Lisa Trever (William R. Tyler Fellow in Pre-Columbian Studies, 2012-2013) and Ameena Mohammed (Pre-Columbian Archives Assistant, 2013-2014) have combined their evaluations and findings to compile a 200+ plus page finding aid for the Moche Archive.

The Moche Sacrifice Ceremony depicted on a bottle in the Museo Larco, Lima. Photography by Christopher B. Donnan. Rollout drawing by Donna McClelland (448)

The Moche Sacrifice Ceremony depicted on a bottle in the Museo Larco, Lima. Photography by Christopher B. Donnan. Rollout drawing by Donna McClelland (448)

The complexity of the Moche Archive poses challenges that need to be addressed in order to make the finding aid accurately reflect the many layers of inter-related information assembled by Donnan and McClelland. Nevertheless, we decided to tackle the project in phases and to release a first draft of the finding aid. In the future months, we hope to work on a concordance in order to unite Christopher Donnan’s subject categories for Moche iconography with terms used by other scholars within the field, as well as to rehouse the collection’s 116,000 items.

ICFA.WB.0040

William Betsch, Composite Capital, Ipek Bodrum Cistern, Istanbul, Turkey (Roll 4, Frame 10; ICFA.WB.0040)

We are also extremely thankful for our interns from the University of Maryland and Catholic University of America. Alison Skaggs (library science graduate intern from UMD, Spring 2014) continued the work of former interns, Ana Elisa de Campos Salles and Rebecca Calcagno, and former staff member, Kate Herron, to finalize the descriptions for William Betsch’s negatives. These images document Byzantine capitals found throughout Istanbul, many in structures that are quite difficult to access today. The collection provides an effective compliment to another Istanbul-focused collection in ICFA, the Nicholas V. Artamonoff Photographs of Istanbul and Turkey, 1935-1945.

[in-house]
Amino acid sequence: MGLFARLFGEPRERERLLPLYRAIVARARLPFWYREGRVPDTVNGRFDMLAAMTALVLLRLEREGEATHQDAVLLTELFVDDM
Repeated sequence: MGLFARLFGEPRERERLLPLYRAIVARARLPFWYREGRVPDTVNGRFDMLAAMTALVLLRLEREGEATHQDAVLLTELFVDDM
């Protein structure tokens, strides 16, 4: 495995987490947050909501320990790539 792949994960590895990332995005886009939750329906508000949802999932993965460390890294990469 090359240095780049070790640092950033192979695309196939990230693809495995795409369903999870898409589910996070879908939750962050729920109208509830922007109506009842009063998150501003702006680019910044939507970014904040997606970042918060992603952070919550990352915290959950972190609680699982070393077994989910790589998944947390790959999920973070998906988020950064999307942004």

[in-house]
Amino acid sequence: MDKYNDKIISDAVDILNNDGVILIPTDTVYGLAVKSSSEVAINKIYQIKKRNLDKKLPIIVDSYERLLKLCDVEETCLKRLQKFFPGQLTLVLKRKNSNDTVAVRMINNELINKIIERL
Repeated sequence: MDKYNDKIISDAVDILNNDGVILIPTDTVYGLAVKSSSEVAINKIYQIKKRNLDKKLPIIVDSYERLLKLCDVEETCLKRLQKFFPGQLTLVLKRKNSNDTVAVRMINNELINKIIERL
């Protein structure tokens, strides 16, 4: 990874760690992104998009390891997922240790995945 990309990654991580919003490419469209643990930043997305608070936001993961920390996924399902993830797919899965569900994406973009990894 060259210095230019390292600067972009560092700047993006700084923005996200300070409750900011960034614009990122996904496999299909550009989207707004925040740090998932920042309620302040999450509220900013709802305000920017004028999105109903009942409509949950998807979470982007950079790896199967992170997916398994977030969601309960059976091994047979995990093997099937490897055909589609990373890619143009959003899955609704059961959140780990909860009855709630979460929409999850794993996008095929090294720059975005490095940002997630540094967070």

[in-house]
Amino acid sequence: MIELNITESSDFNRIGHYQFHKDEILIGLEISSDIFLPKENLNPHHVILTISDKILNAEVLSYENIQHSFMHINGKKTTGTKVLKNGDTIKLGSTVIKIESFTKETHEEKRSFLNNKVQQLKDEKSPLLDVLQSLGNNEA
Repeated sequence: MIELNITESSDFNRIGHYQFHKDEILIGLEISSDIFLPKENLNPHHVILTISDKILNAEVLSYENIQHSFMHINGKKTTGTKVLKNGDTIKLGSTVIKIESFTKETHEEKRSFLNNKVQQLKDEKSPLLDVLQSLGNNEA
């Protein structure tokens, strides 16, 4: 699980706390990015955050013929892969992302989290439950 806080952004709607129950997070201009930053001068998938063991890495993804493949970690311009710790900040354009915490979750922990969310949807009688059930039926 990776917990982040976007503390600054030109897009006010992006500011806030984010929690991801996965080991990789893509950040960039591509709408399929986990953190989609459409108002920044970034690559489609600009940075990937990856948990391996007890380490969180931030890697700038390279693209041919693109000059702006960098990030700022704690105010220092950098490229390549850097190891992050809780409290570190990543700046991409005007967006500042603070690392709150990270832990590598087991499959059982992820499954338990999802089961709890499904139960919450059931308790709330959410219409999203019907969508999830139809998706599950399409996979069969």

To learn more about these collections and to search through the finding aids, please visit ICFA’s recently redesigned website (http://www.doaks.org/library-archives/icfa) and the department’s online inventory AtoM@DO (http://atom.doaks.org/icaatom/). Our finding aids are available as PDFs and within the AtoM collection management system. In the coming months, ICFA will move forward with converting our long-form finding aids to hierarchical multi-level archival description in AtoM@DO. We will also continue to finalize other processing projects and finding aids for additional collections… So, stay tuned!

2 thoughts on “New Finding Aids and Inventories from ICFA

  1. Pingback: The Hagia Sophia Lives Online | DO/Conversations

  2. Pingback: Processing the Christopher B. Donnan and Donna McClelland Moche Archive, 1963-2011 | icfa

Leave a Reply

Fill in your details below or click an icon to log in:

WordPress.com Logo

You are commenting using your WordPress.com account. Log Out / Change )

Twitter picture

You are commenting using your Twitter account. Log Out / Change )

Facebook photo

You are commenting using your Facebook account. Log Out / Change )

Google+ photo

You are commenting using your Google+ account. Log Out / Change )

Connecting to %s